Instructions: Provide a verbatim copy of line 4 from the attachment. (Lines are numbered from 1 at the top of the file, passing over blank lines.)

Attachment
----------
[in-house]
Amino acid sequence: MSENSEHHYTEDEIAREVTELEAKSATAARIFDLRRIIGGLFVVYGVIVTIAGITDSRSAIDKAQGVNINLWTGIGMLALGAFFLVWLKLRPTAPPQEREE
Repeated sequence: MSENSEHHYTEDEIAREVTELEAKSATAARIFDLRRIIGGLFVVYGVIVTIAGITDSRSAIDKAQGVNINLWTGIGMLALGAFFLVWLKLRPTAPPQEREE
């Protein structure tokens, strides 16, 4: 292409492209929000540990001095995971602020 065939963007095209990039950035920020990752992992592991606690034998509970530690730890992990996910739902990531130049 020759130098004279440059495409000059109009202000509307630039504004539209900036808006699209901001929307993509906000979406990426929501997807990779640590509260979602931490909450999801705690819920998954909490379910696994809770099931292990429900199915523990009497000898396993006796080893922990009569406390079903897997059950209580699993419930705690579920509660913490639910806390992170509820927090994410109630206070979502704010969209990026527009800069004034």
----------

């Protein structure tokens, strides 16, 4: 292409492209929000540990001095995971602020 065939963007095209990039950035920020990752992992592991606690034998509970530690730890992990996910739902990531130049 020759130098004279440059495409000059109009202000509307630039504004539209900036808006699209901001929307993509906000979406990426929501997807990779640590509260979602931490909450999801705690819920998954909490379910696994809770099931292990429900199915523990009497000898396993006796080893922990009569406390079903897997059950209580699993419930705690579920509660913490639910806390992170509820927090994410109630206070979502704010969209990026527009800069004034």